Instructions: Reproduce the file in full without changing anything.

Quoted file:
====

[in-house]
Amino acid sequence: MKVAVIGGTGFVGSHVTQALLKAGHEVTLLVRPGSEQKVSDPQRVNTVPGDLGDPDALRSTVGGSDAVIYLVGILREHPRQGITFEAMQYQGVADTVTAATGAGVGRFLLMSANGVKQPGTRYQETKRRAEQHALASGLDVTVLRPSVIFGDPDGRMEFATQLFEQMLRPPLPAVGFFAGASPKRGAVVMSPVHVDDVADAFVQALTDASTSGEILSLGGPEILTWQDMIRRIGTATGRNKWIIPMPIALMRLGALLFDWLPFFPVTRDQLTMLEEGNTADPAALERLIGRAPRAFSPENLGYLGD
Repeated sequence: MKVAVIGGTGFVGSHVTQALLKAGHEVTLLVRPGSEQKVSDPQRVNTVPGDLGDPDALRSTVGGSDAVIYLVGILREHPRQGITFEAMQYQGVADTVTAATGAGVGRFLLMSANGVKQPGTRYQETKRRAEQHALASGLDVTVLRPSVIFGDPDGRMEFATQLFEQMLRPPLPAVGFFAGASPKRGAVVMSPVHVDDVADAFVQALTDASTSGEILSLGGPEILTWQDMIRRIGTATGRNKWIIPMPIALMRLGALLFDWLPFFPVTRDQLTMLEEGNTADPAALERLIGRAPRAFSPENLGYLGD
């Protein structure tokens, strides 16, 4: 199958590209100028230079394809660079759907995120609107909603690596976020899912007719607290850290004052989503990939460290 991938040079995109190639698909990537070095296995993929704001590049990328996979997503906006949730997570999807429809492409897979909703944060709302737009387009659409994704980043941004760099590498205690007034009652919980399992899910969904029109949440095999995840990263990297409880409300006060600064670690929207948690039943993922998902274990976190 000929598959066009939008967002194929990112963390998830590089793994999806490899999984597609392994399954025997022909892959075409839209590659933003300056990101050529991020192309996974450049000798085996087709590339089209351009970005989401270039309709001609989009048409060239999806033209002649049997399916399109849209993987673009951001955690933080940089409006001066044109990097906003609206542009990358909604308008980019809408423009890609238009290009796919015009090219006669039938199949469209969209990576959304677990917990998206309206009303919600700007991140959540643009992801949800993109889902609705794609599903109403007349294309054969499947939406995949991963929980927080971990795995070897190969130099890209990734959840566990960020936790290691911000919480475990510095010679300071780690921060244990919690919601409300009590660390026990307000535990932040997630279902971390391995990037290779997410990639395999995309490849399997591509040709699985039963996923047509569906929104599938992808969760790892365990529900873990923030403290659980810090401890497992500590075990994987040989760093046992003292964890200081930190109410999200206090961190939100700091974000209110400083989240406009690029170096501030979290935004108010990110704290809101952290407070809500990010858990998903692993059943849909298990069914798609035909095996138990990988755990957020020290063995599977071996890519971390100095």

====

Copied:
[in-house]
Amino acid sequence: MKVAVIGGTGFVGSHVTQALLKAGHEVTLLVRPGSEQKVSDPQRVNTVPGDLGDPDALRSTVGGSDAVIYLVGILREHPRQGITFEAMQYQGVADTVTAATGAGVGRFLLMSANGVKQPGTRYQETKRRAEQHALASGLDVTVLRPSVIFGDPDGRMEFATQLFEQMLRPPLPAVGFFAGASPKRGAVVMSPVHVDDVADAFVQALTDASTSGEILSLGGPEILTWQDMIRRIGTATGRNKWIIPMPIALMRLGALLFDWLPFFPVTRDQLTMLEEGNTADPAALERLIGRAPRAFSPENLGYLGD
Repeated sequence: MKVAVIGGTGFVGSHVTQALLKAGHEVTLLVRPGSEQKVSDPQRVNTVPGDLGDPDALRSTVGGSDAVIYLVGILREHPRQGITFEAMQYQGVADTVTAATGAGVGRFLLMSANGVKQPGTRYQETKRRAEQHALASGLDVTVLRPSVIFGDPDGRMEFATQLFEQMLRPPLPAVGFFAGASPKRGAVVMSPVHVDDVADAFVQALTDASTSGEILSLGGPEILTWQDMIRRIGTATGRNKWIIPMPIALMRLGALLFDWLPFFPVTRDQLTMLEEGNTADPAALERLIGRAPRAFSPENLGYLGD
């Protein structure tokens, strides 16, 4: 199958590209100028230079394809660079759907995120609107909603690596976020899912007719607290850290004052989503990939460290 991938040079995109190639698909990537070095296995993929704001590049990328996979997503906006949730997570999807429809492409897979909703944060709302737009387009659409994704980043941004760099590498205690007034009652919980399992899910969904029109949440095999995840990263990297409880409300006060600064670690929207948690039943993922998902274990976190 000929598959066009939008967002194929990112963390998830590089793994999806490899999984597609392994399954025997022909892959075409839209590659933003300056990101050529991020192309996974450049000798085996087709590339089209351009970005989401270039309709001609989009048409060239999806033209002649049997399916399109849209993987673009951001955690933080940089409006001066044109990097906003609206542009990358909604308008980019809408423009890609238009290009796919015009090219006669039938199949469209969209990576959304677990917990998206309206009303919600700007991140959540643009992801949800993109889902609705794609599903109403007349294309054969499947939406995949991963929980927080971990795995070897190969130099890209990734959840566990960020936790290691911000919480475990510095010679300071780690921060244990919690919601409300009590660390026990307000535990932040997630279902971390391995990037290779997410990639395999995309490849399997591509040709699985039963996923047509569906929104599938992808969760790892365990529900873990923030403290659980810090401890497992500590075990994987040989760093046992003292964890200081930190109410999200206090961190939100700091974000209110400083989240406009690029170096501030979290935004108010990110704290809101952290407070809500990010858990998903692993059943849909298990069914798609035909095996138990990988755990957020020290063995599977071996890519971390100095």